South Carolina has the nation’s highest rate of traffic fatalities involving drunken drivers, but would a tougher DUI threshold make a difference?

The National Transportation Safety Board thinks it would, in South Carolina and across the nation.

The board this month approved recommendations aimed at reducing alcohol-related traffic deaths, including a controversial proposal to lower the blood-alcohol concentration level at which a person is presumed to be impaired from the current 0.08 to 0.05 or less.

At that threshold, some people, and particularly petite women, could have enough alcohol in their blood to support a DUI charge after a single strong drink.

South Carolina Sen. Gerald Malloy, D-Hartsville, already has introduced legislation to make 0.05 the new DUI standard. Several attempts to reach Malloy for comment were unsuccessful.

“We would definitely in South Carolina support that,” said Laura Hudson, vice president for public policy at the S.C. chapter of Mothers Against Drunk Driving. “Commercial drivers already have a limit of 0.04, and if experienced professional drivers have that limit, why would 0.05 be too low for other drivers?”

Hudson said MADD-S.C. is focused on getting a law passed to require ignition-locking devices on the vehicles of people convicted of DUI, so that they would have to provide a breath sample before driving. She doesn’t think passage of a lower DUI standard is likely this year.

The NTSB’s recommendation and Malloy’s legislation would be a substantial change in South Carolina. The law currently says a breath-test reading of 0.05 indicates a driver is not impaired.

“The science has not changed,” said Charleston lawyer Tim Kulp, a former prosecutor who now specializes in DUI defense.

“Our current law says that 0.05 or less establishes a conclusive presumption that you’re not under the influence.”

Kulp doesn’t think lowering the limit would reduce drunken driving, but worries that such a low limit could result in people who aren’t impaired being charged with DUI.

While South Carolina currently considers a driver unimpaired at 0.05, the NTSB says someone who has consumed enough alcohol to register a 0.05 has a 38 percent greater chance of being in a wreck. The board says action is needed to reduce alcohol-related fatalities that persistently account for nearly a third of U.S. highway deaths.

“This really isn’t about trying to eliminate people having a glass of wine or a beer with dinner,” NTSB Chairwoman Deborah Hersman told The Post and Courier. “It’s about eliminating more than 10,000 fatalities a year.”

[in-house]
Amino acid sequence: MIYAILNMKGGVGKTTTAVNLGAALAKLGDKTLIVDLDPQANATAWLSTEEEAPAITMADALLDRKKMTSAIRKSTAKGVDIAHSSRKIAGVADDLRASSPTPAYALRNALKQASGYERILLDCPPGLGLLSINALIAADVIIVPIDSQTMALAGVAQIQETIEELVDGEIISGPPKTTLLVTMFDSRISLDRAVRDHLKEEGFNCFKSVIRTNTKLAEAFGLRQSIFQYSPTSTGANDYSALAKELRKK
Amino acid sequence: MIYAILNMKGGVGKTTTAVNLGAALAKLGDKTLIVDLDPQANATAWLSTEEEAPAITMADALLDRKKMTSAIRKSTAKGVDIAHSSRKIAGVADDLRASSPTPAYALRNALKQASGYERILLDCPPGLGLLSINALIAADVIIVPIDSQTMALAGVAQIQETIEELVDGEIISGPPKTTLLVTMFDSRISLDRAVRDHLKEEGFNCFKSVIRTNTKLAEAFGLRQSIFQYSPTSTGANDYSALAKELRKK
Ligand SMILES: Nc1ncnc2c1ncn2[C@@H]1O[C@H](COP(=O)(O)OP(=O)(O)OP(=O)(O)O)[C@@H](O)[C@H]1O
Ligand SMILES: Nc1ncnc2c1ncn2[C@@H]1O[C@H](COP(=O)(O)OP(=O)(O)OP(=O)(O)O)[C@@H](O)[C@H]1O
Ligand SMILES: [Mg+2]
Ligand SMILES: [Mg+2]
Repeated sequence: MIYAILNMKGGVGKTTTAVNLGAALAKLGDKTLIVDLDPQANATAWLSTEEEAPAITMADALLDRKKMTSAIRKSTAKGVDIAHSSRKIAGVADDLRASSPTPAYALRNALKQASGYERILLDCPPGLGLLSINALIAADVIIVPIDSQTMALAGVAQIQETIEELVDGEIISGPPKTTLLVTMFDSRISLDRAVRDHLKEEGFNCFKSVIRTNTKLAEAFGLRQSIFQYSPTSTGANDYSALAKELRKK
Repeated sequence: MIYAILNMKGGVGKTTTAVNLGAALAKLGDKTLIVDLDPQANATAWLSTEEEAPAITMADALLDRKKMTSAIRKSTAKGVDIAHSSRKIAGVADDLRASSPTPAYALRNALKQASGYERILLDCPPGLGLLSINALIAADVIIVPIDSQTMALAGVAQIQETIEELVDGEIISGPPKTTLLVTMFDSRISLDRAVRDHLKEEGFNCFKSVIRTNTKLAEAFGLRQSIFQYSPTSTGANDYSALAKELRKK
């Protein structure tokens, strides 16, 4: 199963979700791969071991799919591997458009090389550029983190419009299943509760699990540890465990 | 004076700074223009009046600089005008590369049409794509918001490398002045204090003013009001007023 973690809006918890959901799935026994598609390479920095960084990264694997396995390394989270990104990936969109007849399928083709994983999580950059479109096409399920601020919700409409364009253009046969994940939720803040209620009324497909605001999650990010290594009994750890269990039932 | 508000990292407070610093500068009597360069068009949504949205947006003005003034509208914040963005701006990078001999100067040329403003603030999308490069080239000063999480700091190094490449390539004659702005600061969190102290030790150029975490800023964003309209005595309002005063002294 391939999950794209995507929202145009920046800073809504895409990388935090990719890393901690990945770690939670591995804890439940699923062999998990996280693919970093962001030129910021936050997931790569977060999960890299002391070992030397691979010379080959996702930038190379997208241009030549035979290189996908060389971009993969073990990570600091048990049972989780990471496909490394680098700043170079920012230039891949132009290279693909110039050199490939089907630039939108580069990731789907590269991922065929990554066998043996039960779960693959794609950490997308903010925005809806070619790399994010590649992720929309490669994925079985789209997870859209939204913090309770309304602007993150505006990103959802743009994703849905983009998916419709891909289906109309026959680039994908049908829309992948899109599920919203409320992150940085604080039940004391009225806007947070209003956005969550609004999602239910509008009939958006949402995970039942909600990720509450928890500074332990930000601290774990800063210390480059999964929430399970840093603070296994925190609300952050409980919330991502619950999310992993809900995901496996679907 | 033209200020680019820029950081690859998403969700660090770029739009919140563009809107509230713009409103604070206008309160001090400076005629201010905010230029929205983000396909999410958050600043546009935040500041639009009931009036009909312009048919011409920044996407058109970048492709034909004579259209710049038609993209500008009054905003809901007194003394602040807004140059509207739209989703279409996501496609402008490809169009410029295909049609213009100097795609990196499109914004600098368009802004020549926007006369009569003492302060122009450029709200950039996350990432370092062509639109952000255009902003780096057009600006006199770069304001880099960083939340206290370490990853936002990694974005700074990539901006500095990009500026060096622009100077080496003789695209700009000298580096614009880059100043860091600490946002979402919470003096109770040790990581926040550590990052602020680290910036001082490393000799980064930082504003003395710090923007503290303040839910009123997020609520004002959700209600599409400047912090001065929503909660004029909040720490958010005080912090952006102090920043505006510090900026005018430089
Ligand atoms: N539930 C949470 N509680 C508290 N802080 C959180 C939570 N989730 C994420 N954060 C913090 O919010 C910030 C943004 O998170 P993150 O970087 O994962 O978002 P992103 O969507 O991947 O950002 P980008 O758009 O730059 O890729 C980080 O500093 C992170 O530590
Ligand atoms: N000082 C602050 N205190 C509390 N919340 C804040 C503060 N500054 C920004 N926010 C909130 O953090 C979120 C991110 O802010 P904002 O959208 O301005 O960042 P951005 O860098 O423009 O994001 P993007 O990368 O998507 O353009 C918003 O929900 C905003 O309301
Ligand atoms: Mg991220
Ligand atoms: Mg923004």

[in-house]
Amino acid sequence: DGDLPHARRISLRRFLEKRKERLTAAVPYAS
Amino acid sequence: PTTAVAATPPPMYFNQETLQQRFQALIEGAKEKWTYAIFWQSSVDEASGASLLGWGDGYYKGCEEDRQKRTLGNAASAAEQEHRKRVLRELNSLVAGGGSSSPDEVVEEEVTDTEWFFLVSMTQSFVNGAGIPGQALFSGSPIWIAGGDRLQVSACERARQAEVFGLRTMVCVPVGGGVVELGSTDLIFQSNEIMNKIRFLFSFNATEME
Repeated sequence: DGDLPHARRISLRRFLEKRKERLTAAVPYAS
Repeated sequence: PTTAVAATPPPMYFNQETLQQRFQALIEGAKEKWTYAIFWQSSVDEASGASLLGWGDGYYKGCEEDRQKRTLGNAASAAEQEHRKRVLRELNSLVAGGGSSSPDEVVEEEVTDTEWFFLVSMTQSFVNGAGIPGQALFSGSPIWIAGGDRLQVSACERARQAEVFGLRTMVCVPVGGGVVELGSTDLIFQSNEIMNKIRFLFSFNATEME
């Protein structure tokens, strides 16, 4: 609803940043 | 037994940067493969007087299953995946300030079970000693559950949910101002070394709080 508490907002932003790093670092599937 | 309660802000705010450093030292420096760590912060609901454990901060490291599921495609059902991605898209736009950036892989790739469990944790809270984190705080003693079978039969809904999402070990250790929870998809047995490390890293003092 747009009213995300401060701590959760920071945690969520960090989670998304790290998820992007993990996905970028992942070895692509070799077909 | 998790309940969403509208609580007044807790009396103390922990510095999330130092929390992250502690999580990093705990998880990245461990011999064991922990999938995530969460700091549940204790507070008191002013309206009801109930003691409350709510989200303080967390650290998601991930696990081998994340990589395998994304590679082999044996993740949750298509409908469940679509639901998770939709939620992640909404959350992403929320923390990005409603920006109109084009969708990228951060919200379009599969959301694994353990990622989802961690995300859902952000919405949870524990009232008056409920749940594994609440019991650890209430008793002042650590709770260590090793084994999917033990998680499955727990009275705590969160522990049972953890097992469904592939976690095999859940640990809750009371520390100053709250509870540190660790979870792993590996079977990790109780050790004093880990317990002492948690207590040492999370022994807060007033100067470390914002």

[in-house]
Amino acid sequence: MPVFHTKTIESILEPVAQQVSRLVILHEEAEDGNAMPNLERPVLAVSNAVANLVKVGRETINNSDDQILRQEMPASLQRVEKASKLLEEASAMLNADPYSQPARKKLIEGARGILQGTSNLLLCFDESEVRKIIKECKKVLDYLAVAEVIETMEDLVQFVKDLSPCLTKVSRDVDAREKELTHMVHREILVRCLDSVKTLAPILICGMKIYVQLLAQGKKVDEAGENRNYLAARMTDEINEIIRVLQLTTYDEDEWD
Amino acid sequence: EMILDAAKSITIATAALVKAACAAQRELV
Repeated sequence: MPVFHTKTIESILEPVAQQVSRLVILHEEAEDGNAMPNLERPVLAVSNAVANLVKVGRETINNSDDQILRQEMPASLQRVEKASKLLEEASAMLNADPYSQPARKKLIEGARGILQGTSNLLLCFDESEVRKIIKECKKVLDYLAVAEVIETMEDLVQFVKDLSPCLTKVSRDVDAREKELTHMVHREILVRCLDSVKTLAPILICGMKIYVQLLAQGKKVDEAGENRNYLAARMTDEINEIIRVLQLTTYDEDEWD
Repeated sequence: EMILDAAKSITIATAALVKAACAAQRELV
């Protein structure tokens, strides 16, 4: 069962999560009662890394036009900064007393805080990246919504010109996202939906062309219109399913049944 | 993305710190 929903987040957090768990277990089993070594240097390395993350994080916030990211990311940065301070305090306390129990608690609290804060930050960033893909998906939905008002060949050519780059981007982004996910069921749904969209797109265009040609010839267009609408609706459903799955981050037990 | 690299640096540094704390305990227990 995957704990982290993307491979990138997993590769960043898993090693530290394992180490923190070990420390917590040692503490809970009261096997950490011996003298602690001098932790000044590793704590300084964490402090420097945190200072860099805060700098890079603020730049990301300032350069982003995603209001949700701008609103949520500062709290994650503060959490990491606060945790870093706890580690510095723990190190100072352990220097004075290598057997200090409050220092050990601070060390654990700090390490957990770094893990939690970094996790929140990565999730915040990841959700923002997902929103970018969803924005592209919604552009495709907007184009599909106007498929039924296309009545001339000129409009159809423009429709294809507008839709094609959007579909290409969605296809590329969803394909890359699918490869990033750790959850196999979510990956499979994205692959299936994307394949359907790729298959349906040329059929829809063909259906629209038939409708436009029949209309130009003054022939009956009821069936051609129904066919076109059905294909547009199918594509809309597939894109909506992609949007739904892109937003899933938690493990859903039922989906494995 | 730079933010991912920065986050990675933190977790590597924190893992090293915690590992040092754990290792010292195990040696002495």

Most of those fatalities cited by Hersman involved drivers who were driving impaired under current regulations. There were 1,633 highway fatalities in 2011 in which a driver had some alcohol in their system, but at a level below .08.

A one-beer DUI?

Remember the charts from high school health class? The ones that showed how a shot of liquor is equal to a beer, which is equal to a glass of wine?

Charts that show how many drinks it would take to reach different blood-alcohol concentrations vary, but most say two drinks would put a woman weighing 140 pounds or less over a 0.05 level. It takes men slightly more alcohol to reach that level but — crucially — those charts assume one “drink” is a small glass of wine containing 12 percent alcohol, or 1.25 ounces of 80-proof liquor, or a 12-ounce beer containing 4.5 percent alcohol.

Give that same woman a bottle of one of the high-alcohol craft beers available today, or an 8-ounce glass of California red zinfandel, and you could have a one-drink DUI under the proposed standard. For men weighing less than 180 pounds, it could take just two strong drinks.

“I think one drink with dinner is not going to put most Americans over 0.05,” Hersman said. “There are certainly questions, involving how much people weigh and whether they have food in their stomach.”

At the Charleston Beer Exchange, customers can find beers containing 9 percent alcohol, or more, which would count as two drinks on most blood-alcohol charts. Beers that strong are the exception, but it’s common to find craft beers with more than 6 percent alcohol, and some restaurants serve those beers by the pint.